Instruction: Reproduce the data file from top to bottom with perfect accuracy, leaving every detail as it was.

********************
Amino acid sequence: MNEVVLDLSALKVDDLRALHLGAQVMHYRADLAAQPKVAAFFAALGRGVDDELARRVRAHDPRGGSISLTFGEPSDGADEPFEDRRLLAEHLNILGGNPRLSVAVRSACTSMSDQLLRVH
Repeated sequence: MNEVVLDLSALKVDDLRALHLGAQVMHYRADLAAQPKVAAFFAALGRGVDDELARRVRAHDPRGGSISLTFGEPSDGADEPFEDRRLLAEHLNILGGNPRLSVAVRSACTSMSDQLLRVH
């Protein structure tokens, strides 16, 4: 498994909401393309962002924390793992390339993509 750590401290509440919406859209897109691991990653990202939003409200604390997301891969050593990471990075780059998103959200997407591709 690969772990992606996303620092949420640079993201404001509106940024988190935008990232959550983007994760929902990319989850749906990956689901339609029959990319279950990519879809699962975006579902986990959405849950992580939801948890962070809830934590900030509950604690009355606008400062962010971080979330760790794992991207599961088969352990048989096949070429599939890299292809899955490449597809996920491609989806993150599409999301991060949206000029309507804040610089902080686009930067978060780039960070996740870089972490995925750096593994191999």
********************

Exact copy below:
Amino acid sequence: MNEVVLDLSALKVDDLRALHLGAQVMHYRADLAAQPKVAAFFAALGRGVDDELARRVRAHDPRGGSISLTFGEPSDGADEPFEDRRLLAEHLNILGGNPRLSVAVRSACTSMSDQLLRVH
Repeated sequence: MNEVVLDLSALKVDDLRALHLGAQVMHYRADLAAQPKVAAFFAALGRGVDDELARRVRAHDPRGGSISLTFGEPSDGADEPFEDRRLLAEHLNILGGNPRLSVAVRSACTSMSDQLLRVH
């Protein structure tokens, strides 16, 4: 498994909401393309962002924390793992390339993509 750590401290509440919406859209897109691991990653990202939003409200604390997301891969050593990471990075780059998103959200997407591709 690969772990992606996303620092949420640079993201404001509106940024988190935008990232959550983007994760929902990319989850749906990956689901339609029959990319279950990519879809699962975006579902986990959405849950992580939801948890962070809830934590900030509950604690009355606008400062962010971080979330760790794992991207599961088969352990048989096949070429599939890299292809899955490449597809996920491609989806993150599409999301991060949206000029309507804040610089902080686009930067978060780039960070996740870089972490995925750096593994191999």